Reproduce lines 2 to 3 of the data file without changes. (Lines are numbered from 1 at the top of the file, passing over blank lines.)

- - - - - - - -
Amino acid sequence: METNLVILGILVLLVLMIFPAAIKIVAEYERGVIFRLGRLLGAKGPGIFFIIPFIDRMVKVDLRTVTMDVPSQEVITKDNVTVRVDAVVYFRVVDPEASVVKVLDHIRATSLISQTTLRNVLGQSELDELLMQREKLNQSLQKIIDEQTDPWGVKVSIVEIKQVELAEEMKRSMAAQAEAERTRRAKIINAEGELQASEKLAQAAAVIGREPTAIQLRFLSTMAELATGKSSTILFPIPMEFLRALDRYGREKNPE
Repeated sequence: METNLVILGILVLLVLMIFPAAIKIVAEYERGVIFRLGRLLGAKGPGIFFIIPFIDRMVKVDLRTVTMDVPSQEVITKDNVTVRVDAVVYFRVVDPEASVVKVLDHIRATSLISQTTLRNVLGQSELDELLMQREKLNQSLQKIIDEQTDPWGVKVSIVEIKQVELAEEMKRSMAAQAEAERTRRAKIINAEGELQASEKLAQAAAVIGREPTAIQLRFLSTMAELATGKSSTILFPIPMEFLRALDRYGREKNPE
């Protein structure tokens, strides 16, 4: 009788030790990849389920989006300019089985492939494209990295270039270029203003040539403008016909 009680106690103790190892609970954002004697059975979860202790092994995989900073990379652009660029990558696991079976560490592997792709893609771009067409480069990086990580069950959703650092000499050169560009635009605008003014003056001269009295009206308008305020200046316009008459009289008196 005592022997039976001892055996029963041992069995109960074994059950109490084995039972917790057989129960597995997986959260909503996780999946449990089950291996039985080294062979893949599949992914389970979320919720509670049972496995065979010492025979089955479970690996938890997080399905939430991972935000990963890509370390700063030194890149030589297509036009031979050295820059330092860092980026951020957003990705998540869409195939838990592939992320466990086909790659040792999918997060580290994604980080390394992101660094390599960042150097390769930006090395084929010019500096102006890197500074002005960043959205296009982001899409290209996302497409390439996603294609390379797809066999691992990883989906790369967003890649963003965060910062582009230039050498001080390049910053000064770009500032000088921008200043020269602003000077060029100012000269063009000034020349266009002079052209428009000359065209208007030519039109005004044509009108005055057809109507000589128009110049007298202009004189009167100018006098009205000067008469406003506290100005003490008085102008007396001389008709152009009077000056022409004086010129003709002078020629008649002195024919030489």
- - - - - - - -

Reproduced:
Repeated sequence: METNLVILGILVLLVLMIFPAAIKIVAEYERGVIFRLGRLLGAKGPGIFFIIPFIDRMVKVDLRTVTMDVPSQEVITKDNVTVRVDAVVYFRVVDPEASVVKVLDHIRATSLISQTTLRNVLGQSELDELLMQREKLNQSLQKIIDEQTDPWGVKVSIVEIKQVELAEEMKRSMAAQAEAERTRRAKIINAEGELQASEKLAQAAAVIGREPTAIQLRFLSTMAELATGKSSTILFPIPMEFLRALDRYGREKNPE
């Protein structure tokens, strides 16, 4: 009788030790990849389920989006300019089985492939494209990295270039270029203003040539403008016909 009680106690103790190892609970954002004697059975979860202790092994995989900073990379652009660029990558696991079976560490592997792709893609771009067409480069990086990580069950959703650092000499050169560009635009605008003014003056001269009295009206308008305020200046316009008459009289008196 005592022997039976001892055996029963041992069995109960074994059950109490084995039972917790057989129960597995997986959260909503996780999946449990089950291996039985080294062979893949599949992914389970979320919720509670049972496995065979010492025979089955479970690996938890997080399905939430991972935000990963890509370390700063030194890149030589297509036009031979050295820059330092860092980026951020957003990705998540869409195939838990592939992320466990086909790659040792999918997060580290994604980080390394992101660094390599960042150097390769930006090395084929010019500096102006890197500074002005960043959205296009982001899409290209996302497409390439996603294609390379797809066999691992990883989906790369967003890649963003965060910062582009230039050498001080390049910053000064770009500032000088921008200043020269602003000077060029100012000269063009000034020349266009002079052209428009000359065209208007030519039109005004044509009108005055057809109507000589128009110049007298202009004189009167100018006098009205000067008469406003506290100005003490008085102008007396001389008709152009009077000056022409004086010129003709002078020629008649002195024919030489």